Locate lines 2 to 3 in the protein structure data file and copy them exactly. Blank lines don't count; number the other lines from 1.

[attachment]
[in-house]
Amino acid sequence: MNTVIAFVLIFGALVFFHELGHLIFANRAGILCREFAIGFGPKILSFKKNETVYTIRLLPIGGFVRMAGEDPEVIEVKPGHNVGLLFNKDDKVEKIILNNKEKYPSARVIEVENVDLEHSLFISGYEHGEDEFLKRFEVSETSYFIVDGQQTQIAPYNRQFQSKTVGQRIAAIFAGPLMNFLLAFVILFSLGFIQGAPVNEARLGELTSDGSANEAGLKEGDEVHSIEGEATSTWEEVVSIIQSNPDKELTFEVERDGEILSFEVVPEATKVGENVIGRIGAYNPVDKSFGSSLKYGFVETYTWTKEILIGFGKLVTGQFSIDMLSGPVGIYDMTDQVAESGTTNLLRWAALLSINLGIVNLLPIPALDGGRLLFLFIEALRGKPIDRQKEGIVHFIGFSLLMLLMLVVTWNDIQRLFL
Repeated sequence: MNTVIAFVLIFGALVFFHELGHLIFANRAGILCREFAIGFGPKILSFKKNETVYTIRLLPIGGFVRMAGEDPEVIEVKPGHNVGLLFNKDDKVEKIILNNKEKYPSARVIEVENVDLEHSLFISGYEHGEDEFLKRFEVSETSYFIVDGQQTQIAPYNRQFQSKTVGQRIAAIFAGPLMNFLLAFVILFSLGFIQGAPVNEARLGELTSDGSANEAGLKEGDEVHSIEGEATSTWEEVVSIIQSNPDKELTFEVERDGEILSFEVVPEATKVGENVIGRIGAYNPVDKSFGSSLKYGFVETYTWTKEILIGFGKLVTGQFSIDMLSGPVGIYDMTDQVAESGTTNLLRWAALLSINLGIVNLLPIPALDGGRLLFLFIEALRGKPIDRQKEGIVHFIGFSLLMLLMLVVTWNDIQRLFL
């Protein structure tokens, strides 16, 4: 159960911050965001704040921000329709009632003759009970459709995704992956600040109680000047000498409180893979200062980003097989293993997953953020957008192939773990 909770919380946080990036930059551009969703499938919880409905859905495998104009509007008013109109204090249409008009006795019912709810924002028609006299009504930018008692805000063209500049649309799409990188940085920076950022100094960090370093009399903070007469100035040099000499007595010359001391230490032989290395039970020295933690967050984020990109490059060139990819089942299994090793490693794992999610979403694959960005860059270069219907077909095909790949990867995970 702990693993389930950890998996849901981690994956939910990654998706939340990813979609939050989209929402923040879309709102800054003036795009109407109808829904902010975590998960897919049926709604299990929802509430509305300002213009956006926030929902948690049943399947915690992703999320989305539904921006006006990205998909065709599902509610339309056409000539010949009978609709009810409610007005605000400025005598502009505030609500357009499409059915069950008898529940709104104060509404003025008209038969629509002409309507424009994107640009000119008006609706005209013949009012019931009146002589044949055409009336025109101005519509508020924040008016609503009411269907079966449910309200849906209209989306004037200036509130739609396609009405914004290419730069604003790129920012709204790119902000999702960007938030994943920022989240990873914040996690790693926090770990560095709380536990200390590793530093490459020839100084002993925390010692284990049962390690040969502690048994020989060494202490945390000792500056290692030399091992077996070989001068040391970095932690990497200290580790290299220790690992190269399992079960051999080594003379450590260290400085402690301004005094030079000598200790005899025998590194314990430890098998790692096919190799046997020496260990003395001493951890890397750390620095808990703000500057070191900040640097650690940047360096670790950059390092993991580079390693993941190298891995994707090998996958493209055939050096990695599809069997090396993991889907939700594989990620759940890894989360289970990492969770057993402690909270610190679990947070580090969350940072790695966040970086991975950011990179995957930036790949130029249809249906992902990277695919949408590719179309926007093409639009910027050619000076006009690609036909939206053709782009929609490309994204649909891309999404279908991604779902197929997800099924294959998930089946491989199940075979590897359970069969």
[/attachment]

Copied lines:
Amino acid sequence: MNTVIAFVLIFGALVFFHELGHLIFANRAGILCREFAIGFGPKILSFKKNETVYTIRLLPIGGFVRMAGEDPEVIEVKPGHNVGLLFNKDDKVEKIILNNKEKYPSARVIEVENVDLEHSLFISGYEHGEDEFLKRFEVSETSYFIVDGQQTQIAPYNRQFQSKTVGQRIAAIFAGPLMNFLLAFVILFSLGFIQGAPVNEARLGELTSDGSANEAGLKEGDEVHSIEGEATSTWEEVVSIIQSNPDKELTFEVERDGEILSFEVVPEATKVGENVIGRIGAYNPVDKSFGSSLKYGFVETYTWTKEILIGFGKLVTGQFSIDMLSGPVGIYDMTDQVAESGTTNLLRWAALLSINLGIVNLLPIPALDGGRLLFLFIEALRGKPIDRQKEGIVHFIGFSLLMLLMLVVTWNDIQRLFL
Repeated sequence: MNTVIAFVLIFGALVFFHELGHLIFANRAGILCREFAIGFGPKILSFKKNETVYTIRLLPIGGFVRMAGEDPEVIEVKPGHNVGLLFNKDDKVEKIILNNKEKYPSARVIEVENVDLEHSLFISGYEHGEDEFLKRFEVSETSYFIVDGQQTQIAPYNRQFQSKTVGQRIAAIFAGPLMNFLLAFVILFSLGFIQGAPVNEARLGELTSDGSANEAGLKEGDEVHSIEGEATSTWEEVVSIIQSNPDKELTFEVERDGEILSFEVVPEATKVGENVIGRIGAYNPVDKSFGSSLKYGFVETYTWTKEILIGFGKLVTGQFSIDMLSGPVGIYDMTDQVAESGTTNLLRWAALLSINLGIVNLLPIPALDGGRLLFLFIEALRGKPIDRQKEGIVHFIGFSLLMLLMLVVTWNDIQRLFL